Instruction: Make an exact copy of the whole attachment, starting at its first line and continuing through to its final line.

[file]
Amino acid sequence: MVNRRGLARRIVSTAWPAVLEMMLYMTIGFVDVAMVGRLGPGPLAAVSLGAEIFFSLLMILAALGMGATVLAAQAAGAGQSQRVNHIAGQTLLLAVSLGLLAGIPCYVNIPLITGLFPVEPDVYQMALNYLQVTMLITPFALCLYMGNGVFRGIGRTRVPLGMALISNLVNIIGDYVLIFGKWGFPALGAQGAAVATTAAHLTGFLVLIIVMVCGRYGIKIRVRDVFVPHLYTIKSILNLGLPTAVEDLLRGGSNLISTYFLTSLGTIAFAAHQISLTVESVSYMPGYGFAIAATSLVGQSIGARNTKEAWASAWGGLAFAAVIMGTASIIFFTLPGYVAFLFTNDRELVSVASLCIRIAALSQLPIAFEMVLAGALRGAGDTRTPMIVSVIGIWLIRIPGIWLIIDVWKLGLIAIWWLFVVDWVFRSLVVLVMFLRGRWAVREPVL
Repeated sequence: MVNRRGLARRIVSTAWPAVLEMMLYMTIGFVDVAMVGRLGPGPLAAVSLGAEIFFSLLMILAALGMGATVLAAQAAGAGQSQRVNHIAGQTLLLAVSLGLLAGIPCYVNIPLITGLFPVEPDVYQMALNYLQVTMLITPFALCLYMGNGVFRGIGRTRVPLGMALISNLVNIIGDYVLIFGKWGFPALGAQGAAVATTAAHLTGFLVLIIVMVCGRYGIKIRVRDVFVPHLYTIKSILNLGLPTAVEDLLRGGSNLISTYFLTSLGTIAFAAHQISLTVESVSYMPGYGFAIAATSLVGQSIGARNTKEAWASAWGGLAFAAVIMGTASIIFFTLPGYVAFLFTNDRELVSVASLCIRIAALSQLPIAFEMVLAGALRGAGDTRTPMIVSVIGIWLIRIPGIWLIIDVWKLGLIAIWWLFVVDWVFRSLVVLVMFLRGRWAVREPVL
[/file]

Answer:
Amino acid sequence: MVNRRGLARRIVSTAWPAVLEMMLYMTIGFVDVAMVGRLGPGPLAAVSLGAEIFFSLLMILAALGMGATVLAAQAAGAGQSQRVNHIAGQTLLLAVSLGLLAGIPCYVNIPLITGLFPVEPDVYQMALNYLQVTMLITPFALCLYMGNGVFRGIGRTRVPLGMALISNLVNIIGDYVLIFGKWGFPALGAQGAAVATTAAHLTGFLVLIIVMVCGRYGIKIRVRDVFVPHLYTIKSILNLGLPTAVEDLLRGGSNLISTYFLTSLGTIAFAAHQISLTVESVSYMPGYGFAIAATSLVGQSIGARNTKEAWASAWGGLAFAAVIMGTASIIFFTLPGYVAFLFTNDRELVSVASLCIRIAALSQLPIAFEMVLAGALRGAGDTRTPMIVSVIGIWLIRIPGIWLIIDVWKLGLIAIWWLFVVDWVFRSLVVLVMFLRGRWAVREPVL
Repeated sequence: MVNRRGLARRIVSTAWPAVLEMMLYMTIGFVDVAMVGRLGPGPLAAVSLGAEIFFSLLMILAALGMGATVLAAQAAGAGQSQRVNHIAGQTLLLAVSLGLLAGIPCYVNIPLITGLFPVEPDVYQMALNYLQVTMLITPFALCLYMGNGVFRGIGRTRVPLGMALISNLVNIIGDYVLIFGKWGFPALGAQGAAVATTAAHLTGFLVLIIVMVCGRYGIKIRVRDVFVPHLYTIKSILNLGLPTAVEDLLRGGSNLISTYFLTSLGTIAFAAHQISLTVESVSYMPGYGFAIAATSLVGQSIGARNTKEAWASAWGGLAFAAVIMGTASIIFFTLPGYVAFLFTNDRELVSVASLCIRIAALSQLPIAFEMVLAGALRGAGDTRTPMIVSVIGIWLIRIPGIWLIIDVWKLGLIAIWWLFVVDWVFRSLVVLVMFLRGRWAVREPVL